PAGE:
Monday, January 7, 2008

The Toy Store

So this was my genius idea for 2007 . . . let Beren set up a toystore to sell all his "outgrown, damaged, and too much hassle to keep any longer" toys to make room for the new installment of Christmas loot. But wait, there's more! Not only would he get to set up and run the store (an activity I knew he would love) but we would pay him real cash money for the toys AND he could use the money he makes from selling his toys to buy Christmas presents for us. Win, win, win! This might not work with every child, but Beren is just the right age and temperament for this sort of scheme. He was awesome during the weeding out process. We must have jettisoned 2/3 of his stuff. He had one wobbly moment regarding an oversized, plastic VW Beetle, but I was happy to relent in light of the gargantuan pile of puzzles, stuffed animals, and happy meal toys that we had already exiled. It was so funny to hear him argue for and against certain toys. He's pretty logical for a four year old and had pretty good reasons for hanging onto the things he did retain. Even when I disagreed in some particular, I respected his position. For example, he felt we needed two toy cash registers because it cut down on fighting when friends came over and wanted to play store.

Because Beren had so many items to sell, we (Eric and I) had to come back to the store several times as different customers. Some were fairly memorable. Eric came back once as a shoplifter and Beren had to really bring the hammer down. He ended up calling the police I think. And he was very considerate of me in my "Old lady" get-up. After helping me choose toys for my fictional grandsons and assisting me with my cane, he spontaneously offered to take me to the Doctor once his shop closed. One of Beren's favorite aspects of running his toy store was using his cash registers and his ATM. We used real money so he had to do some quick calculations. Fortunately, one of the cash registers has a built in calculator and customers (excepting the nasty shoplifter) were suprisingly honest about the volume and pricing of their purchases. All in all, it was a lot of fun for our family and created some nice memories. Eric and I both enjoyed the carefully selected gifts Beren got for us with his toy store money. He gave daddy a giftcard for hot chocolates and pastries for a special father/son outing at Border's Cafe and he gave me a magical mailbox that not only contained two chocolate oranges, but continues to fill up with complimentary notes, coupons for shoulder rubs, and one of a kind art creations (kudos to daddy for his creative assistance on this one). I like checking my Christmas box (I know I have mail when the flag is up) way more than the one on the side of my house!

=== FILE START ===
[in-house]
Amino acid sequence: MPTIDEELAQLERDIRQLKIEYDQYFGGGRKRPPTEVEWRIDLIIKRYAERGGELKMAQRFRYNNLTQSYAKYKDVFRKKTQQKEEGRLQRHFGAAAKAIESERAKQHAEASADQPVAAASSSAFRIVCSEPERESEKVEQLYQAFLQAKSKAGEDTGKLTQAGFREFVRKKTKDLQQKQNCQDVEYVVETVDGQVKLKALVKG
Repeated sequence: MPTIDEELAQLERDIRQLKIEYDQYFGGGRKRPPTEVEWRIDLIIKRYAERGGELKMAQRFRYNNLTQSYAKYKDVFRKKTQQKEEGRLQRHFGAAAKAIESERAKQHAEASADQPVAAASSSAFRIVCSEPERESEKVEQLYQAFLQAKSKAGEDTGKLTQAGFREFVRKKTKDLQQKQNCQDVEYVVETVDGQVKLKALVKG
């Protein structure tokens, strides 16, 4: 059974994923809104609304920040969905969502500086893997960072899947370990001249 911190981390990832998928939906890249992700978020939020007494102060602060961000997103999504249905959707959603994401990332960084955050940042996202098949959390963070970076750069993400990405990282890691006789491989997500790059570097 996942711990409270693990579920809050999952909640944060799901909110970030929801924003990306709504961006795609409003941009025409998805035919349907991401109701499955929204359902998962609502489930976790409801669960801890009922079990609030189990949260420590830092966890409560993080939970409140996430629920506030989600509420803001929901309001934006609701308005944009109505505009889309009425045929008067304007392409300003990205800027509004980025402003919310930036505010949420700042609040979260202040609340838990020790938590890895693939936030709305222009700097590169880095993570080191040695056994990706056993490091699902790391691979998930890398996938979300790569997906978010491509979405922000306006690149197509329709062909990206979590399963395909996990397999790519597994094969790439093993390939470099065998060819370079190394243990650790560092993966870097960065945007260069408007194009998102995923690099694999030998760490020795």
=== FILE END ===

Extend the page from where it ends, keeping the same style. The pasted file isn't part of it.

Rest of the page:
Sunday, January 6, 2008


Beren: *Pretending to be a vacuum cleaner while chasing and generally terrifying the cat around the house*
Dad: Beren, don't terrorize the cat!
Beren: But Dad, I'm a vacuum cleaner!
Dad: So?
Beren: Vacuum cleaners don't KNOW any better!


This is the book Beren requested for reading the other night when it was my night to read him stories and put him down. You might have noticed that it is in fact the Oregon Driver Manual. Yes, that's correct. I didn't get the link wrong. When he saw the puzzled look on my face, he said "I have to learn a lot more about cars, Dad."


I've been mostly dead all Christmas. Let me explain. No, there is too much, let me sum up. Buttercup is marry' Humperdinck in a little less than half an hour. No wait... that's not right. Ah yes, Christmas. It was good times. I need a vacation now, though.